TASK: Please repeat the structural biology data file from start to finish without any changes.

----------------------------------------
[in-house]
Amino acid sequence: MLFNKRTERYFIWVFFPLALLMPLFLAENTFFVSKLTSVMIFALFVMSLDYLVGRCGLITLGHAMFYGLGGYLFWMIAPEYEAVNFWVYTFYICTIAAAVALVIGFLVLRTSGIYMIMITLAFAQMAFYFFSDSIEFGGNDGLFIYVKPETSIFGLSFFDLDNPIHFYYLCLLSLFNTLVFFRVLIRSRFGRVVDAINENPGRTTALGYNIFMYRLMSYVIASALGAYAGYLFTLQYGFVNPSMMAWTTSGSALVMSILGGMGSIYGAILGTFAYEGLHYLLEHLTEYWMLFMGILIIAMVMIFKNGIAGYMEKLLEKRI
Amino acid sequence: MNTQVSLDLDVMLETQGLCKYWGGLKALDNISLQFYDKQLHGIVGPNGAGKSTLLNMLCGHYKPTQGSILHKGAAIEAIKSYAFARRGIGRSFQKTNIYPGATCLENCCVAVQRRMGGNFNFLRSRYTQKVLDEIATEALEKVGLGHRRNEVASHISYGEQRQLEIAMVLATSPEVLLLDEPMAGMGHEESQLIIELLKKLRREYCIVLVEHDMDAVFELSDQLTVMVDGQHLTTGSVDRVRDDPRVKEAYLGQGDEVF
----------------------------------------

[in-house]
Amino acid sequence: MLFNKRTERYFIWVFFPLALLMPLFLAENTFFVSKLTSVMIFALFVMSLDYLVGRCGLITLGHAMFYGLGGYLFWMIAPEYEAVNFWVYTFYICTIAAAVALVIGFLVLRTSGIYMIMITLAFAQMAFYFFSDSIEFGGNDGLFIYVKPETSIFGLSFFDLDNPIHFYYLCLLSLFNTLVFFRVLIRSRFGRVVDAINENPGRTTALGYNIFMYRLMSYVIASALGAYAGYLFTLQYGFVNPSMMAWTTSGSALVMSILGGMGSIYGAILGTFAYEGLHYLLEHLTEYWMLFMGILIIAMVMIFKNGIAGYMEKLLEKRI
Amino acid sequence: MNTQVSLDLDVMLETQGLCKYWGGLKALDNISLQFYDKQLHGIVGPNGAGKSTLLNMLCGHYKPTQGSILHKGAAIEAIKSYAFARRGIGRSFQKTNIYPGATCLENCCVAVQRRMGGNFNFLRSRYTQKVLDEIATEALEKVGLGHRRNEVASHISYGEQRQLEIAMVLATSPEVLLLDEPMAGMGHEESQLIIELLKKLRREYCIVLVEHDMDAVFELSDQLTVMVDGQHLTTGSVDRVRDDPRVKEAYLGQGDEVF